9 1 Corinthians 1-4: Information Structure & Discourse Features p.9 The focal constituent δύναµις θεοῦ (the power of God) is preposed to give it extra (contrastive) prominence (NonNarr 5.2.1). The omission of the article adds to the prominence (NonNarr 6.1.3). 1:19a For it is written (γέγραπται γάρ). Γὰρ (for) introduces supportive material that strengthens 18 (see Trail p. 49). Paul seems to mean "What I have just said is confirmed by scripture when it says..." (UBS p. 25). 1:19b-c. Note the chiastic structure in this quote from the LXX of Is. 29:14 (V O O V). In the same passage in Hebrew, the verbs are focal. 1:19b I will destroy the wisdom of the wise (Ἀπολῶ τὴν σοφίαν τῶν σοφῶν). 1:19c and the discernment of the discerning I will thwart (καὶ τὴν σύνεσιν τῶν συνετῶν ἀθετήσω). If the verb is focal (see above), then the order of constituents conforms to the Principle of Natural Information Flow (NonNarr 4.4). 1:20. Although TEV inserts the connectives so then to indicate that Paul is about to draw a conclusion from the Old Testament verse that he has just quoted (UBS p. 26), there is no connective in the Greek. Hoopert (pp ) views 20ff as an amplification of (see also Fee s comment, these questions, rather than beginning the argument or explanation proper, continue the point of the quotation in v. 19 p. 70), 10 and such a relation is consistent with asyndeton. No connective links 20a-c, either, as the propositions are of equal importance and parallel to each other (DFNTG 7.2 p. 120). Finally, the absence of a connective in 20d is consistent with a shift from scene-setting material (20a-c) to the final rhetorical question with which Paul sets his own argument in motion (Fee p. 71). 1:20a-c Where is one who is wise? Where is the scribe? Where is the debater of this age? (ποῦ σοφός; ποῦ γραµµατεύς; ποῦ συζητητὴς τοῦ αἰῶνος τούτου;). A set of rhetorical questions with parallel progression gives further prominence to the underlying assertion (NonNarr 7.7.4). 11 The proximal demonstrative τούτου (of this) is used exophorically, i.e. for a referent found in the external world (NonNarr 6.1 also in 2:6 [bis], 2:8, 3:18 and 3:19). 1:20d Has not God made foolish the wisdom of the world? (οὐχὶ ἐµώρανεν ὁ θεὸς τὴν σοφίαν τοῦ κόσµου;). Using a rhetorical question gives prominence to its underlying assertion (NonNarr 7.7.4). The order of constituents is default. The subject follows the verb as there is topic continuity, with attention still on wisdom and foolishness (also in 21a and 21b) (NonNarr 4.3.2). 1:21a For since, in the wisdom of God, the world through wisdom did not know God (ἐπειδὴ γὰρ ἐν τῇ σοφίᾳ τοῦ θεοῦ οὐκ ἔγνω ὁ κόσµος διὰ τῆς σοφίας τὸν θεόν). Γάρ (for) introduces supportive material that strengthens the expository thesis underlying 20d (NonNarr 3.5.3). ἐπειδὴ ἐν τῇ σοφίᾳ τοῦ θεοῦ οὐκ ἔγνω ὁ κόσµος διὰ τῆς σοφίας τὸν θεόν (Since, in the wisdom of God, the world did not know God through wisdom) is a pre-nuclear reason clause that provides a situational point of departure for 21b-c. Since this situation is more or less implied in 19-20, it could perhaps be viewed as a point of departure by renewal (DFNTG 2.3). ἐν τῇ σοφίᾳ τοῦ θεοῦ (in the wisdom of God) is a situational point of departure for the rest of the subordinate clause (see Trail p. 55 on the relationship indicated by ἐν). It contrasts with the wisdom of the world (20d). The subject (ὁ κόσµος the world) is not preposed, as attention remains on wisdom and foolishness (see comment on 20d), rather than switching to the world (NonNarr 4.3.2). 10 The meaning is that where the cross is preached human wisdom can no longer stand (Grosheide 1953:45). 11 For similar rhetorical questions with where, see Isa. 33:18 and 1 Cor. 15:55.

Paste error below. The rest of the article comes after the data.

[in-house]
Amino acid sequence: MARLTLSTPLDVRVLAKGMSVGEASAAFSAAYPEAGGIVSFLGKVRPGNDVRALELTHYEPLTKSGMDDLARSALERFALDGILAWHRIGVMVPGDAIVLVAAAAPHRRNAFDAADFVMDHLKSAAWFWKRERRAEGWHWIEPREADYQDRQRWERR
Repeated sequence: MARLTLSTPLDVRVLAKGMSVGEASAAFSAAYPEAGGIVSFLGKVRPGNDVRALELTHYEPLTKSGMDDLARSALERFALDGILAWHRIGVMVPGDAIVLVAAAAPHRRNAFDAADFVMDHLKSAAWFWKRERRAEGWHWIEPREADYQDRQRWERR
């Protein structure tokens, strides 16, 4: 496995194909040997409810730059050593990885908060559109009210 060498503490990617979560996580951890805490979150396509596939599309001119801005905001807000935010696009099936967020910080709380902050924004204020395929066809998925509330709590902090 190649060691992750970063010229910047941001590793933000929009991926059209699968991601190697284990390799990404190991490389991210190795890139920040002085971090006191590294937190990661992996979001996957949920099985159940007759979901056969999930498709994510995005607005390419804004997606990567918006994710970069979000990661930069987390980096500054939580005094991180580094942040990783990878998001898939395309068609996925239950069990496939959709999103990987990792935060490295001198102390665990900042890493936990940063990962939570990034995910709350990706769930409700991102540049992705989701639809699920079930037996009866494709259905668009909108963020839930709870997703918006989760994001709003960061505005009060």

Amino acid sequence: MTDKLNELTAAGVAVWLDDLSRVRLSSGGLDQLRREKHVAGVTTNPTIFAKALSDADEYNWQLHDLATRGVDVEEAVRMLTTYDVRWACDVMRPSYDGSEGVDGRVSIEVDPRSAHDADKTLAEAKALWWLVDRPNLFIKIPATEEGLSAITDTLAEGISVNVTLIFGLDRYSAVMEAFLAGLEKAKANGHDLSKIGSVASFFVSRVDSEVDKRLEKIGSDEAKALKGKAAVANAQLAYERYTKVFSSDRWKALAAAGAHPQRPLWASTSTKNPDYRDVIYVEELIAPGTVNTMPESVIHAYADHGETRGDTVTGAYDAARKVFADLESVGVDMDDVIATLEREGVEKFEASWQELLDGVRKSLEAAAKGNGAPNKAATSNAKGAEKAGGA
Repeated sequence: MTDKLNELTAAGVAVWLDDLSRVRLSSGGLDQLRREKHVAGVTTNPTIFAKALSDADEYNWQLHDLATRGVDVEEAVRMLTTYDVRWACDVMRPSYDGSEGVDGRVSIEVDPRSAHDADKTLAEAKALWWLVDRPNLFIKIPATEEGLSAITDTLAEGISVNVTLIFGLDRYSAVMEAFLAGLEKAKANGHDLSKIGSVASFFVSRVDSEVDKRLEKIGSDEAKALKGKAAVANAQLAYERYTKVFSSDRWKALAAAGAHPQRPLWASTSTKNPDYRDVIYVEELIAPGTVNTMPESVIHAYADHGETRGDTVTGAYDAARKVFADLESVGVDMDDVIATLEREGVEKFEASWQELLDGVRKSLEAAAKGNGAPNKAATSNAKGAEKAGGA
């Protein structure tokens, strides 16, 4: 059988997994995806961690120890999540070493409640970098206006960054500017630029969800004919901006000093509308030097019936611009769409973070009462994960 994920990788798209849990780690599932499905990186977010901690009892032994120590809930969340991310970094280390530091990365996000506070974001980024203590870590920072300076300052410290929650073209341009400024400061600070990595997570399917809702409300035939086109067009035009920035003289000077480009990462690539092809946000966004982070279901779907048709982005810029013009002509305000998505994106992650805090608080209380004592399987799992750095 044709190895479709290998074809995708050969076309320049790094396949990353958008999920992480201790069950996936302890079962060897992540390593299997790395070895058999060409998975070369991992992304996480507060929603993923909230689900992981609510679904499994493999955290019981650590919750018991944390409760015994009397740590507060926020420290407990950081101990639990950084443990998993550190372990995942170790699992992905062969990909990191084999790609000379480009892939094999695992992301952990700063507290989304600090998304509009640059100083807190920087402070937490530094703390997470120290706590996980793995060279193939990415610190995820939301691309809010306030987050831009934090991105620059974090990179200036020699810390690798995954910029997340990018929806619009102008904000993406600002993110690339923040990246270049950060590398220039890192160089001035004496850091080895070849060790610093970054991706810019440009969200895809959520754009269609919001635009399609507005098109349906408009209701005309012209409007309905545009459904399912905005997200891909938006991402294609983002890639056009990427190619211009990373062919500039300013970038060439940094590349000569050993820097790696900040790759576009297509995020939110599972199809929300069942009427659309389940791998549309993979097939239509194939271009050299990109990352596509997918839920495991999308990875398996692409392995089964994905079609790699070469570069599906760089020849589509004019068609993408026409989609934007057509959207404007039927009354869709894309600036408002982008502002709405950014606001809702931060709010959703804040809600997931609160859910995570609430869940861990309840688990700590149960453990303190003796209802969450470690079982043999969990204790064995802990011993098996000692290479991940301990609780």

10 1 Corinthians 1-4: Information Structure & Discourse Features p.10 The object (τὸν θεόν God) is postposed to give it extra prominence, presumably to bring out the irony that the world s wisdom did not lead it to know God. 1:21b God decided (εὐδόκησεν ὁ θεὸς). See comment on 20d. 1:21c to save those who believe through the foolishness of the proclamation (διὰ τῆς µωρίας τοῦ κηρύγµατος σῶσαι τοὺς πιστεύοντας). The DFE διὰ τῆς µωρίας τοῦ κηρύγµατος (through the foolishness of the proclamation) is preposed to give it extra (contrastive and emphatic) prominence. 1:22a-b Since Jews demand signs and Greeks desire wisdom (ἐπειδὴ καὶ Ἰουδαῖοι σηµεῖα αἰτοῦσιν καὶ Ἕλληνες σοφίαν ζητοῦσιν). Translations such as NRSV that render ἐπειδὴ as for hide the fact that it is a subordinating conjunction (it co-occurs with γὰρ in 21a). As Trail (p. 58) indicates, these clauses can be subordinated either to what follows (23 options 3 & 4) or to what precedes (21b-c or 20 options 1 & 2). If these clauses are subordinated to what follows, then they are pre-nuclear and signal a switch of situation from that of 21 (DFNTG 2.2). 12 The problem with this analysis is that then occurs between the subordinate clauses of 22a and the main clause of 23a unless the pre-nuclear reason clauses include 23a, which seems to be the position of ICC (p. 21) when it paraphrases 22-23a: Since while Jews and Gentiles alike demand something which suits their unsympathetic limitations we, on the other hand, preach. If these clauses are subordinated to what precedes (or to an implied main clause such as God s way seems foolish to the Jews ), then Paul uses ἐπειδὴ here because he is about to explain why the Jews and the Greeks thought that the Gospel was foolish (TrNotes). 1:22a Since Jews demand signs (ἐπειδὴ καὶ Ἰουδαῖοι σηµεῖα αἰτοῦσιν). Καὶ here could be a marker of confirmation (DFNTG 6.2 p. 101) glossed indeed (Trail s second option p. 59). However, the presence of a second καὶ in 22b makes me think that it is the first part of a both and pair (Trail s first option p. 58; see Lenski p. 64). The UBS comment on 24 gives the motivation for this pairing: The context seems to show that the important contrast is between Jews and Gentiles on the one hand, and Christian preachers on the other (pp ). The subject precedes the verb to signal a switch of topic from God (21). The focal object σηµεῖα signs is preposed for contrastive prominence or as a foil to provide a contrast with Christ crucified (23a) (see NonNarr 5.2.1). 1:22b and Greeks desire wisdom (καὶ Ἕλληνες σοφίαν ζητοῦσιν). Καὶ associates 22a and 22b together, over against the main point of 23 (NonNarr 3.1.2). The subject precedes the verb to signal a switch of topic from Jews (22). Again, the focal object σοφίαν wisdom is preposed for contrastive prominence or to provide a contrast with Christ crucified (23a). 1:23a but we proclaim Christ crucified (ἡµεῖς κηρύσσοµεν Χριστὸν ἐσταυρωµένον). ὲ indicates progression in Paul s reasoning; in this instance, from comments about Jews and Greeks to one about we (exclusive). The pre-verbal subject pronoun ἡµεῖς (we) also centres the attention on us, in contrast to the groups of 22 ( As for us TEV). The lack of an article with Χριστὸν (Christ) gives extra (contrastive) prominence to the DFE Christ crucified. 1:23b to Jews a stumbling block (Ἰουδαίοις µὲν σκάνδαλον). See 1:12c on µὲν. Although there is no verb, Ἰουδαίοις (to Jews) should probably be treated as a referential point of departure for the rest of the proposition (see TrNotes). 12 Lenski (p. 64) describes these since clauses as a parallel to the previous sentence, but a parallel that is elaborated in fuller detail.